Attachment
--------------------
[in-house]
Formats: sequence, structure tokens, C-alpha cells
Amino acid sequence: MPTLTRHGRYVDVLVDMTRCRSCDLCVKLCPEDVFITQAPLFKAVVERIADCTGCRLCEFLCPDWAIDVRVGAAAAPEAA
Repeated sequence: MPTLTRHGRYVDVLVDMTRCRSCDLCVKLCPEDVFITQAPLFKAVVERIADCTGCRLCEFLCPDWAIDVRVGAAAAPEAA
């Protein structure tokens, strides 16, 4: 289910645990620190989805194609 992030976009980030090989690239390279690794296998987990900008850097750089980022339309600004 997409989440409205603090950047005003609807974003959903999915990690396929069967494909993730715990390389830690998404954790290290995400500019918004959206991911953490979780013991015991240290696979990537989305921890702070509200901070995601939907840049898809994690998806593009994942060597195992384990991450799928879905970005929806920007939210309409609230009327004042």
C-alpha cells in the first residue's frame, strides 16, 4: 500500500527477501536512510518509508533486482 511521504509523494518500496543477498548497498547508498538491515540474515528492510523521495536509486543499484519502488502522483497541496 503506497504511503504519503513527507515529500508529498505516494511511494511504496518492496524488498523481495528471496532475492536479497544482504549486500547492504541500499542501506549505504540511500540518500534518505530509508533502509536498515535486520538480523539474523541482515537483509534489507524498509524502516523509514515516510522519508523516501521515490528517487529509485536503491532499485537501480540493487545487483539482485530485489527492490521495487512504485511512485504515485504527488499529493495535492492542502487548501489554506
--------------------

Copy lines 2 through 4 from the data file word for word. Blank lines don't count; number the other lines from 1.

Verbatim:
Formats: sequence, structure tokens, C-alpha cells
Amino acid sequence: MPTLTRHGRYVDVLVDMTRCRSCDLCVKLCPEDVFITQAPLFKAVVERIADCTGCRLCEFLCPDWAIDVRVGAAAAPEAA
Repeated sequence: MPTLTRHGRYVDVLVDMTRCRSCDLCVKLCPEDVFITQAPLFKAVVERIADCTGCRLCEFLCPDWAIDVRVGAAAAPEAA